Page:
Imagine that you work in a petstore and your boss is (unfortunately for you; fortunately for this story) quite the megalomaniac. Out of the blue he decides that to effectively run his business, he desperately needs a bit of market research done. More concretely, he wants to know how many pets are living in the city, and he wants this information reported per kind of animal! You are the lucky employee tasked with this all-important assignment. He casually mentions that you have only two days as he wants to include the results in his opening speech at the national petstore conference. Luckily (his words), you can count on the help of all of the city’s elementary school students. In this example, these children represent our computing resources.

After a short crisis where you swear you will quit this time, you start to think how you can accomplish this task before the deadline passes. Inspired by MapReduce you come up with an ingenious system. This system requires the creation of 3 ‘roles’:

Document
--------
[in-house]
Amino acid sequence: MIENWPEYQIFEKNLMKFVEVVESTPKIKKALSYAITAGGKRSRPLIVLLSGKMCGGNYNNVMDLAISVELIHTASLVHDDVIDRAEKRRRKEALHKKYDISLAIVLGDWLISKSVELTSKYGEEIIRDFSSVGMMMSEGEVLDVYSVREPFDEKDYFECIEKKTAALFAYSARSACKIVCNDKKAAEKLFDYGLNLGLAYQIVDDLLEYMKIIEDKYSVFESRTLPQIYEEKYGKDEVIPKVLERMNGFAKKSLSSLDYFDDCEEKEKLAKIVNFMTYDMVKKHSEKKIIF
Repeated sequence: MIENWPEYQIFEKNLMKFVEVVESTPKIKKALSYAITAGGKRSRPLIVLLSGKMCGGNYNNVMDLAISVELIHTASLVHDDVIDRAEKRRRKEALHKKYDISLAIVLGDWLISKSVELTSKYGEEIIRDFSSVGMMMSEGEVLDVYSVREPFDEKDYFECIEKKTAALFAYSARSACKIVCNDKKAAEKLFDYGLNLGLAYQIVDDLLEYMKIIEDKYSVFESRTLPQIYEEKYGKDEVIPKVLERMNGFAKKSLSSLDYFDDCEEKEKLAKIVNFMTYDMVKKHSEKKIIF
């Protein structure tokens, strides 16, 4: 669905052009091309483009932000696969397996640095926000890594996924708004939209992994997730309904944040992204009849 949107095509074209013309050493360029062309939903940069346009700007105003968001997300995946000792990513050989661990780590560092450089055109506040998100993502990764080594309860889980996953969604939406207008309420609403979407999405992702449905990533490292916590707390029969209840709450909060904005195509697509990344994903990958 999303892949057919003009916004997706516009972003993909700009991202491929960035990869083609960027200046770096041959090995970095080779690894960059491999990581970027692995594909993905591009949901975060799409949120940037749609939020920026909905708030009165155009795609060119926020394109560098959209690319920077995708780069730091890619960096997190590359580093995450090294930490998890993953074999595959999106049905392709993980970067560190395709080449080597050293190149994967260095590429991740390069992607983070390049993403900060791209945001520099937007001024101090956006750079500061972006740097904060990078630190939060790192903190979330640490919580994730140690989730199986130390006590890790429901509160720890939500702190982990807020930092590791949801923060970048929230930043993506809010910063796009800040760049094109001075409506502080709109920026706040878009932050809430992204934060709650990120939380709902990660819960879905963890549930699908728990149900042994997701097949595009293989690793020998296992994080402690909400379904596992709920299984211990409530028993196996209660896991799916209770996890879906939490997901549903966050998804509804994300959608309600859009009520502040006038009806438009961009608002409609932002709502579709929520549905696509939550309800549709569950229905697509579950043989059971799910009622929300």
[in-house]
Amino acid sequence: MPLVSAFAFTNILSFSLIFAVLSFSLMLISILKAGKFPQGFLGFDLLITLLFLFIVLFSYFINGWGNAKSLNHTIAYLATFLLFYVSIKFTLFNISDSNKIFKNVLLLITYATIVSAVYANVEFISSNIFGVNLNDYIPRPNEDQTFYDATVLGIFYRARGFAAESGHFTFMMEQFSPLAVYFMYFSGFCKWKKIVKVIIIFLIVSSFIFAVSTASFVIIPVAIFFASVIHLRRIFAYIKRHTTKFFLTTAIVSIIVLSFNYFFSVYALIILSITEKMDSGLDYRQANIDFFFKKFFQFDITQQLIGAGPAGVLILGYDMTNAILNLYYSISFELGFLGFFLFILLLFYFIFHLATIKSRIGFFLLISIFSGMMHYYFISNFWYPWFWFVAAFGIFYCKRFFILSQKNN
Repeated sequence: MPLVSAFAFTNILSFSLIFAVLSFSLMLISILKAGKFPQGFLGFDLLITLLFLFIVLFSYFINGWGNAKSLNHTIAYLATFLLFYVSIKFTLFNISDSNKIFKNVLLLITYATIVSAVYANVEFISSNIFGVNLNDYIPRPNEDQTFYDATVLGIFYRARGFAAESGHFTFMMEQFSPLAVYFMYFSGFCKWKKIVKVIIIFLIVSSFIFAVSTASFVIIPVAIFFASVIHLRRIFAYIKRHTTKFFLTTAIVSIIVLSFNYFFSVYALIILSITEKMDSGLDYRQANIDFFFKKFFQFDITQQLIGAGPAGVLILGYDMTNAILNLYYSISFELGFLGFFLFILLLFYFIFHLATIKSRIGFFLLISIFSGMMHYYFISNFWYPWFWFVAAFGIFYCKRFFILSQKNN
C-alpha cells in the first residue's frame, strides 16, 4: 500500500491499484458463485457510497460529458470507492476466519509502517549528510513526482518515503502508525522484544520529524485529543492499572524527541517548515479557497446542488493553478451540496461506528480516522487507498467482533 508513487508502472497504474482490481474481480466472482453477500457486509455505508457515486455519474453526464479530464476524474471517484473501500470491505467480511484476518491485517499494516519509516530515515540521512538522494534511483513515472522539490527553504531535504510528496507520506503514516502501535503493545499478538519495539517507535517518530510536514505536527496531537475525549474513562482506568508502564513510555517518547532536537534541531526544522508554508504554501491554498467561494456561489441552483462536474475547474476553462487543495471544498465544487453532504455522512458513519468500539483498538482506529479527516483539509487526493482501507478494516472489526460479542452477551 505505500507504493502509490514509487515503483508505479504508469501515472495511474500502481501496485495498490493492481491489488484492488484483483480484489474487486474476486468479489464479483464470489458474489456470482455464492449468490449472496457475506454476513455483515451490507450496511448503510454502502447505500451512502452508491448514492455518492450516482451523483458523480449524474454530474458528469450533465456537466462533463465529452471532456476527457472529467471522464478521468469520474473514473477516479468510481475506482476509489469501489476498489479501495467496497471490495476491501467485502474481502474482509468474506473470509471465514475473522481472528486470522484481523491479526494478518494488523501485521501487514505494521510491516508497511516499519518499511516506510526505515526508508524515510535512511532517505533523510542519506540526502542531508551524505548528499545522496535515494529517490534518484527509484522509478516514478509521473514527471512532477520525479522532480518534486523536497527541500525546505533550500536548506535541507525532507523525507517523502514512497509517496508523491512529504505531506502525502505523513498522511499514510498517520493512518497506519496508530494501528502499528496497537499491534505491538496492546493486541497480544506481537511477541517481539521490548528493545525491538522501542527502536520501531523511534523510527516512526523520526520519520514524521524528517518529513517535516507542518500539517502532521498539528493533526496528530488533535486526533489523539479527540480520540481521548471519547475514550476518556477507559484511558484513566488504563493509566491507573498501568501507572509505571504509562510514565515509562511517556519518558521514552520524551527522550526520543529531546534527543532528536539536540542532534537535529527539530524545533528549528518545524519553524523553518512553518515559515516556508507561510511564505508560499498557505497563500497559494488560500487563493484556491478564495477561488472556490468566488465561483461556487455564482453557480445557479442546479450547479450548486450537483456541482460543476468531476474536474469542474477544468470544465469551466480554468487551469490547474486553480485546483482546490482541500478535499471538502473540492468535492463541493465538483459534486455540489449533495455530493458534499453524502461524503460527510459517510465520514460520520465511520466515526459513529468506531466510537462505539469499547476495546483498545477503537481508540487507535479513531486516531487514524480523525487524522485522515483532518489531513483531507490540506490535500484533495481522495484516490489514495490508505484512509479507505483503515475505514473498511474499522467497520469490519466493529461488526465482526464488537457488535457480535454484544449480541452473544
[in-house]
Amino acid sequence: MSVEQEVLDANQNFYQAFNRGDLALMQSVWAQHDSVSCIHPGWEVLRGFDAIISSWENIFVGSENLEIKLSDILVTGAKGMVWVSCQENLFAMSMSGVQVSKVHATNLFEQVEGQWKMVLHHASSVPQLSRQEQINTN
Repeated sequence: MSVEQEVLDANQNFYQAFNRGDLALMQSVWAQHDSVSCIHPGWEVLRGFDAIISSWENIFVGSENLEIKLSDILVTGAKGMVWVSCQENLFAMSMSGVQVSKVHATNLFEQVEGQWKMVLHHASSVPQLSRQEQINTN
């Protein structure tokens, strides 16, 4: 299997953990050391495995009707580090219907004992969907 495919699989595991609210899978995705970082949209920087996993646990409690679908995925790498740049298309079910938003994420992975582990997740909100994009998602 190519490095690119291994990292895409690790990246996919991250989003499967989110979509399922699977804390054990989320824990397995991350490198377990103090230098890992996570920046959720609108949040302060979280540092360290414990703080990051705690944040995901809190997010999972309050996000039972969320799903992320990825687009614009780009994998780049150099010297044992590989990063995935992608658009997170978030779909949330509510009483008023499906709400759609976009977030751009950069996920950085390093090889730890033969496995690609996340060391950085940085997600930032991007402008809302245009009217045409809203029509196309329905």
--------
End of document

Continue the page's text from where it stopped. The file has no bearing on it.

• Mappers
  • Groupers
  • Reducers


Every class of children is given responsibility for a distinct sub-quarter of the city. The children go door to door and ask how many pets the household has. Each class has a notebook in which they record the answers they get. The entries in the notebook would start off like this:

Cat, 1
Dog, 1
Parrot, 2
Dog, 3
Cat, 1
Dog, 1
…. (thousands and thousand lines long)

As you can see, the kind of animal is mapped to the total number of that animal encountered in a specific household. If they hear that the household has a dog, they write down ‘Dog, 1’; if the household has two parrots they write down: ‘Parrot, 2’.


One class is appointed ‘grouper’. Each child of that class is responsible for a particular type of animal. Johnny, for example, has to count all the dogs. He goes through all the notebooks given to him and copies every line which starts with the word ‘dog’. He writes those lines down in a new, pristine notebook. After having finished, his notebook starts of like this:

Dog, 1
Dog, 3
Dog, 1
….. (thousands and thousands lines long)

Ofcourse, every distinct animal type is taken care of by another child. Annie copies lines starting with ‘Cat’, Bert copies lines starting with ‘Parrot’ etc.


Yet another class is given the role of ‘reducer’. For each notebook they receive from the groupers, they use their TI-84 calculator to sum all the numbers. For dogs they would calculate 1+3+1+.... and write down the result with a large red marker on the cover page of the notebook. When they are finished, they give those notebooks to me, providing me with the end result.